Clips Round-up for 11/8/12
While the conventional wisdom seems to be gelling around "look, super PACs don't matter," the reality for voters and for candidates is much different. When facing an avalanche of outside spending, candidates had to spend even more time raising money, less time with their constituents, and small donors voices were drowned out. Voters despise the non-stop negative ads from billionaire-backed super PACs. Candidates fear them and are forced to depend on deep-pocketed donors to keep up. These are not insignificant impacts. The only people who like them are those who benefit from them: TV station owners, political consultants, and the billionaires and millionaires who are trying to finance a hostile takeover of Congress.
CRP: "But that's not to say super PACs and secretive nonprofit groups had no influence on the election: Although they heavily favored conservative candidates, many of whom lost, they created an arms race that helped drive the cost of election to record levels."
With that said, here are a few post-mortems on the campaign cash:
- Washington Post: "Spending by independent groups had little election impact, analysis finds"
- Politico: "The billion-dollar bust?"
- NYT: "Little to show for cash-flood of big donors"
- Roll Call: "Time to second guess super PACs"
- LA Times: "Effect of 'super PACs' proved to be less than expected"
Sunlight Foundation lays out all the outside groups and how they fared.
A ballot initiative in Montana saying that corporations aren't people got 75 percent of the vote on Tuesday, with lots of Republican support. And it wasn't the only initiative across the country. The full rundown from Common Cause and more at HuffPost.
A state senate race in New York turned into a referendum on which candidate would champion reform in Albany--and the champion appears to be winning. Jonathan Soros: "Being on the wrong side of reform can cost you your seat."
Campaign Finance/Fair Elections
Public Campaign: Senate will see at least six new reform champions in 2013
We tally up the reform supporters going to the Senate, and returning incumbents to the House. At least six new Senators - Baldwin, Heinrich, Murphy, Hirono, Warren, and King - have a history of supporting reform and will replace Senators who have been either inactive/absent/opposed on the issue.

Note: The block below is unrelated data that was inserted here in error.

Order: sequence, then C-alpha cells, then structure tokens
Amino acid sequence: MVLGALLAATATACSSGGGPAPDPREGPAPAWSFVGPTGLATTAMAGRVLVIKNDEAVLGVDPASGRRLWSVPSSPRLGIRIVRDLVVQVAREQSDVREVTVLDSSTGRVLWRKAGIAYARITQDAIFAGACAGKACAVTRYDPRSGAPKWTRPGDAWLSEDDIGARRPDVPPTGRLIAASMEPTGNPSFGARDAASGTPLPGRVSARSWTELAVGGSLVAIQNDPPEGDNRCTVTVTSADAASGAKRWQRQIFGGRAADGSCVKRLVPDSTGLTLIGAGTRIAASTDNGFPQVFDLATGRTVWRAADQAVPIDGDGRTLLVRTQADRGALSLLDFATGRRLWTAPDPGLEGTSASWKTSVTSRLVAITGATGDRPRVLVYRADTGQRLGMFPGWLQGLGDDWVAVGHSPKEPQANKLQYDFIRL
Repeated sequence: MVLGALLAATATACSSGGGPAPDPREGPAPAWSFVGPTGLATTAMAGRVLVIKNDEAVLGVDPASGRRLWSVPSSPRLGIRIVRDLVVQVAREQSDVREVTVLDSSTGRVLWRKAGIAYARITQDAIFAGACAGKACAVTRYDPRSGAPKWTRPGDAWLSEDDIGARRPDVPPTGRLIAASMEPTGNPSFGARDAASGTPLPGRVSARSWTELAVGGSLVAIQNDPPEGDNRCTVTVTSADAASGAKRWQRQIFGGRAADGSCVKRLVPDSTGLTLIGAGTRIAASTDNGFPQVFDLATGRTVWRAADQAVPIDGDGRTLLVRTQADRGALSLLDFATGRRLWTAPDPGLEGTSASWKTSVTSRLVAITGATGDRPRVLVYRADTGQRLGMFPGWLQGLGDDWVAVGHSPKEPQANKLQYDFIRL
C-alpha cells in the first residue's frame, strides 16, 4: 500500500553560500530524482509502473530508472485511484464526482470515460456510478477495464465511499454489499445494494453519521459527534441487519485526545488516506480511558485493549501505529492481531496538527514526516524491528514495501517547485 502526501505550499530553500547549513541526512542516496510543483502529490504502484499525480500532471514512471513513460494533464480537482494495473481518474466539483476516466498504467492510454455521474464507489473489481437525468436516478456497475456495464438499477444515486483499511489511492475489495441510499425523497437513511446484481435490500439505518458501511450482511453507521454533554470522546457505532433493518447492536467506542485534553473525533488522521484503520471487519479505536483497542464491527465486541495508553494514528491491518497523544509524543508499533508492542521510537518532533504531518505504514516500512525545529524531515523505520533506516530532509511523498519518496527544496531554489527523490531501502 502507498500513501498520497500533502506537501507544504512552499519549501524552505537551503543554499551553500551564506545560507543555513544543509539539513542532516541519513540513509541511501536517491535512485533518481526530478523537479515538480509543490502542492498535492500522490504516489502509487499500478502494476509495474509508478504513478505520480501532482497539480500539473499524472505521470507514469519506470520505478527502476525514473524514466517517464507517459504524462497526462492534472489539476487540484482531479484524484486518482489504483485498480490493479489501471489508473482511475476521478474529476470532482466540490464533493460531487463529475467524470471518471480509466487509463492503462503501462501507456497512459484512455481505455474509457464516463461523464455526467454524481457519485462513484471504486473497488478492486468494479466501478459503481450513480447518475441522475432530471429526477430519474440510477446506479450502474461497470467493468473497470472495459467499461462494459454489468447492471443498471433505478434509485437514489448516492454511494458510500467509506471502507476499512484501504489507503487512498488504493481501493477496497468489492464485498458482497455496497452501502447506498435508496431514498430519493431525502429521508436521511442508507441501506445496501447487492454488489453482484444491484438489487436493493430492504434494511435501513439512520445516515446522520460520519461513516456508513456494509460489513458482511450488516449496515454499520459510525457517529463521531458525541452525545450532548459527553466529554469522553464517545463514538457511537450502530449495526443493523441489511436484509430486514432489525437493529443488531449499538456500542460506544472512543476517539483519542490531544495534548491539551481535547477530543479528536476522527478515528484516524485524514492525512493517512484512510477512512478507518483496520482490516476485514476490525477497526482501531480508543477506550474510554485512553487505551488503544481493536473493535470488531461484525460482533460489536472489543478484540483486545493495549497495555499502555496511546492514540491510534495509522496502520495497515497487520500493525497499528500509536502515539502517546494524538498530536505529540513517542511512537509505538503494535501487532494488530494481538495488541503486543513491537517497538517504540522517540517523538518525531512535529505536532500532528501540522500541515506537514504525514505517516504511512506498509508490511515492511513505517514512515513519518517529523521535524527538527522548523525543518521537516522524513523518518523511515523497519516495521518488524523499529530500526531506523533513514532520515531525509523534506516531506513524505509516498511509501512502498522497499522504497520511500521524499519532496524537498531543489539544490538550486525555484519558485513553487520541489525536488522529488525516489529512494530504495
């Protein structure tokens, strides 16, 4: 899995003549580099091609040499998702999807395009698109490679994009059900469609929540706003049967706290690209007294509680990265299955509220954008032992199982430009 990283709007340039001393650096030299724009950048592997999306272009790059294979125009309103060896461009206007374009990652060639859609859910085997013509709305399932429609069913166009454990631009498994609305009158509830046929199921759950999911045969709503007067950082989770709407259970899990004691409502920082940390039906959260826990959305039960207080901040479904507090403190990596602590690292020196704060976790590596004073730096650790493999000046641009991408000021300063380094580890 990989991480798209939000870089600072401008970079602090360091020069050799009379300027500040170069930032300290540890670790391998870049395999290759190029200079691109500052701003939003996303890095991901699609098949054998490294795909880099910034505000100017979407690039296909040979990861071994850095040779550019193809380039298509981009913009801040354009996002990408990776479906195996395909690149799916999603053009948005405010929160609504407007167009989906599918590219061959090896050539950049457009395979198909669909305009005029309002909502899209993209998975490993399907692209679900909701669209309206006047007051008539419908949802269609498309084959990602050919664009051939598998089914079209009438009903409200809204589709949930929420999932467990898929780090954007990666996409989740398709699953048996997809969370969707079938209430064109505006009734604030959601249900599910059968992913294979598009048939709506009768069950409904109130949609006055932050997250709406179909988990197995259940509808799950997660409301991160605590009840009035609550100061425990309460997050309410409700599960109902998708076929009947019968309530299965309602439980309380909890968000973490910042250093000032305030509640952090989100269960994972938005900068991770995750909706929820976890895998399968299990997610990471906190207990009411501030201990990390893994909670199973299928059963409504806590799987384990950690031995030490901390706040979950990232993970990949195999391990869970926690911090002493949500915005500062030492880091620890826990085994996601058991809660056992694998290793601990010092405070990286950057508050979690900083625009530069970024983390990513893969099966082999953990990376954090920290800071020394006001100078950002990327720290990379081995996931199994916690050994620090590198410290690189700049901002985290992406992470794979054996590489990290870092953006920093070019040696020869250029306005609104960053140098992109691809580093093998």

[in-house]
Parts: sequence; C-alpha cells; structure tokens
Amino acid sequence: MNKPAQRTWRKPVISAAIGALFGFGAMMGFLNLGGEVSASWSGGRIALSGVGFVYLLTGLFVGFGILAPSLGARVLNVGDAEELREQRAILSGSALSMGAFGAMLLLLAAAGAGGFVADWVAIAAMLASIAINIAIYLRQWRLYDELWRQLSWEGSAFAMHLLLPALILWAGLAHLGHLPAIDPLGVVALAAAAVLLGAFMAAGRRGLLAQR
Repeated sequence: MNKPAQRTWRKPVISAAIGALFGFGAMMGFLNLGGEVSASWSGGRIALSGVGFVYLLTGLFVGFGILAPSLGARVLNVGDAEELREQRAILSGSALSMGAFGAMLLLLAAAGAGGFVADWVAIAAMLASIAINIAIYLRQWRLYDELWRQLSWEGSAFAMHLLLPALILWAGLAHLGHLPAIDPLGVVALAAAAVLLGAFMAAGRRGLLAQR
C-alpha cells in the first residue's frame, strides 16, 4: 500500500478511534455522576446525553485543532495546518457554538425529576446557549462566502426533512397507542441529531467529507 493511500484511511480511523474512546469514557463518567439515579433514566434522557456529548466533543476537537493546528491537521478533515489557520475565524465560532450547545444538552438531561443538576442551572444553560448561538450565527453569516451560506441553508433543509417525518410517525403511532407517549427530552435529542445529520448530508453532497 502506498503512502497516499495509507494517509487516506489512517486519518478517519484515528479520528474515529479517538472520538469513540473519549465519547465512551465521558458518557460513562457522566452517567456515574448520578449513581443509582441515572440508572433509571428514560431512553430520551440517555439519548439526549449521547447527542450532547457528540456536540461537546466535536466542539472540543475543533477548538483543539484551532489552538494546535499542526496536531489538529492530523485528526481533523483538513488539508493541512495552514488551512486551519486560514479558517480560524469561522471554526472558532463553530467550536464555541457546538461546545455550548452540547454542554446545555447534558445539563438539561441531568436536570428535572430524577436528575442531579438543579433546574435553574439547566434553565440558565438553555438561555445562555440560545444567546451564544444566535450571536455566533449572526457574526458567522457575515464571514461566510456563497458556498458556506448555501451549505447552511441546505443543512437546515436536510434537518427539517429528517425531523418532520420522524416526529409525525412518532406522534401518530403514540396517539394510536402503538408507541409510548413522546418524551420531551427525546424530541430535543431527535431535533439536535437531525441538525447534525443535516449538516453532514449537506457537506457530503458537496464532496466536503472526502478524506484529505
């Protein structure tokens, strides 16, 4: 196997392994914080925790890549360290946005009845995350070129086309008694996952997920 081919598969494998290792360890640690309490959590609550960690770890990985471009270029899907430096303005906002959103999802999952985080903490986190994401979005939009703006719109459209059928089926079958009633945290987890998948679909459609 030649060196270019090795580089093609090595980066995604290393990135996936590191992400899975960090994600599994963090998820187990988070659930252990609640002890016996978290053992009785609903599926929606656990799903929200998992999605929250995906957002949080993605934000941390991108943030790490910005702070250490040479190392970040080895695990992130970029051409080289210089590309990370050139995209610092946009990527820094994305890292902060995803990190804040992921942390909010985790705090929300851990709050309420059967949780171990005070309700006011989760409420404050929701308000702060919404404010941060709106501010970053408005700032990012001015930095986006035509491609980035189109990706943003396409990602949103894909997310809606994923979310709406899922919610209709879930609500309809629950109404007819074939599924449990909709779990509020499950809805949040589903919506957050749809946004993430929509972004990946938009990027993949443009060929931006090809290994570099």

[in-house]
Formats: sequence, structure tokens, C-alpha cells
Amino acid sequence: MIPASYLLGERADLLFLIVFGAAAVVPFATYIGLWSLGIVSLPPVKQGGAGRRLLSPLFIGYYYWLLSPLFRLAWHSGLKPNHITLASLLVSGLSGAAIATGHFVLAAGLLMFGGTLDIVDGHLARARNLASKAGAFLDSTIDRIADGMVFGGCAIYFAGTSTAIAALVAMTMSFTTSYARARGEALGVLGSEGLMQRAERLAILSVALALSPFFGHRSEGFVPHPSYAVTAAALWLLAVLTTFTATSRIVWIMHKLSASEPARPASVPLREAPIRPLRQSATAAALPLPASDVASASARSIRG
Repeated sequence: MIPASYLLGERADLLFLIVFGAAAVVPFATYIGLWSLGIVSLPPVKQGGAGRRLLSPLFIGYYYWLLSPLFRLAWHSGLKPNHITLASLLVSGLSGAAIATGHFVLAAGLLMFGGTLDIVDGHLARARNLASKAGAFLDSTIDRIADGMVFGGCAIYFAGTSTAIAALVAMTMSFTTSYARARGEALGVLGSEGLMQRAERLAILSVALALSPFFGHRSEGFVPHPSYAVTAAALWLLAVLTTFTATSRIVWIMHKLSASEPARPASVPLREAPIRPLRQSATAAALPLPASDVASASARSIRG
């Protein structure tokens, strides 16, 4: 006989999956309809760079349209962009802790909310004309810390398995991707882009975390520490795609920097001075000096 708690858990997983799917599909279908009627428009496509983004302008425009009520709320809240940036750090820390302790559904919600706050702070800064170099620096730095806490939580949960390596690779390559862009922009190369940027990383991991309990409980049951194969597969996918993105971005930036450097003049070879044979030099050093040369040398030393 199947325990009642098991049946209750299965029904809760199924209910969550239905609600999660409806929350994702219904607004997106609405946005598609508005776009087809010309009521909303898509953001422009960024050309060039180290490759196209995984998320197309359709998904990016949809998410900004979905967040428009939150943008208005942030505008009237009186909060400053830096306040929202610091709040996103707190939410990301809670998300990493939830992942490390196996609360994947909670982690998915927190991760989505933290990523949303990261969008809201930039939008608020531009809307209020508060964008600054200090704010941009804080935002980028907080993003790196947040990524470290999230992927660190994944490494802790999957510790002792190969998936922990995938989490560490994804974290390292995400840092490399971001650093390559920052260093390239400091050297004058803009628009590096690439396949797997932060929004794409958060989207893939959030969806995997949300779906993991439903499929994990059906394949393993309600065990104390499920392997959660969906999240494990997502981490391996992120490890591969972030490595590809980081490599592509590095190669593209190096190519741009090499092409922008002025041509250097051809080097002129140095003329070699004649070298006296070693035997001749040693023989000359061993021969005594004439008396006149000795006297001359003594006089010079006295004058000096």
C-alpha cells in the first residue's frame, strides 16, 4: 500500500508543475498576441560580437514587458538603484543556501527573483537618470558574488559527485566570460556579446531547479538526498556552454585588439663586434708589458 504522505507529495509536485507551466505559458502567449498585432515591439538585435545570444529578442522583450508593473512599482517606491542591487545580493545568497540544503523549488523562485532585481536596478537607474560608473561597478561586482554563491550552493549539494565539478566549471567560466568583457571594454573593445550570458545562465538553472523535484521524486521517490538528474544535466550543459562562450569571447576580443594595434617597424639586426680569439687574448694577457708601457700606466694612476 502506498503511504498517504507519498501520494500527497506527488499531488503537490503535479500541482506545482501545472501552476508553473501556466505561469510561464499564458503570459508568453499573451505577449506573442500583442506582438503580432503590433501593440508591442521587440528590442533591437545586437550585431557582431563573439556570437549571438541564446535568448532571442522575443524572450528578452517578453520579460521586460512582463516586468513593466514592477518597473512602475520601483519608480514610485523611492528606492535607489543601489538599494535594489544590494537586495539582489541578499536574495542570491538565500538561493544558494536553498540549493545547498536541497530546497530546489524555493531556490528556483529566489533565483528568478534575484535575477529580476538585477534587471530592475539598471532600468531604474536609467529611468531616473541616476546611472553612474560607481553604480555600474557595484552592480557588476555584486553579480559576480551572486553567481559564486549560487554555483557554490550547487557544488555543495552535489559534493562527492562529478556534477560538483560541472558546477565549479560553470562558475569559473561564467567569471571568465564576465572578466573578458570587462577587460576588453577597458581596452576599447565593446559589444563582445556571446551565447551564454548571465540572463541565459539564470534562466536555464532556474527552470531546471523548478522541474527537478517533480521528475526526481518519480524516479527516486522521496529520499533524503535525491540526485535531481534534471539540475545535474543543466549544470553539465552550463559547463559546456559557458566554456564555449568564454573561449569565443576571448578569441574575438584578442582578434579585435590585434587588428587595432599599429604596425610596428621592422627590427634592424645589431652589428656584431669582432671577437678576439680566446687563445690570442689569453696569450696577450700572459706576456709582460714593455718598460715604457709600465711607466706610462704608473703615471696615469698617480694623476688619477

The Nation: A progressive surge
In its post-election editorial, The Nation calls for the Fair Elections Now Act.
Times-Standard: The vital issue Congress won't address
Former Indiana Congressman Lee Hamilton writes about the need for ethics reform.
Roll Call: Office of Congressional Ethics must survive
Norm Ornstein writes on the need for the Office of Congressional Ethics: "If House Republicans, with the active support of many Democrats who would just as soon see the OCE fade away, try to drop the watchdog group from the rules package, I can guarantee it will not happen quietly."
WaPo: Long voting lines suggest need for reform
Editorial: "But they — and, for that matter, the federal government — should also be thinking about streamlining the process in more fundamental ways, like experimenting with online voting." Dan Froomkin at HuffPo on Obama talking about this in his speech Tuesday.
Roll Call: Plum K Street jobs scarce in post-election market
"If a revolving door between government and downtown actually existed, the line to get through it in the next few weeks would easily snake for miles." One K Street headhunder had this to say: "It will be pandemonium." The Hill.
Boston Globe: Brown-Warren pledge made for cleaner campaign in super PAC era
While it had flaws, the outside spending pledge mostly worked: "As expensive and tense as it was, this year’s Senate contest in Massachusetts provided a national model for how other high-profile campaigns can keep outside interest groups from hijacking a campaign."
NYT: Saving wealthy donors from themselves
Heh: At this point, however, the richest Americans might view reform as an act of mercy, the regulatory equivalent of a referee stepping in to stop an even (but bloody) match. Congress should save the rich from themselves."
HuffPost: Labor unions deliver for Obama with post-Citizens United ground game
"For a labor movement that's found itself on its heels for much of the past two years, President Barack Obama's decisive victory in Tuesday's election proved that unions' political ground game may be as potent as ever in the new age of super PACs."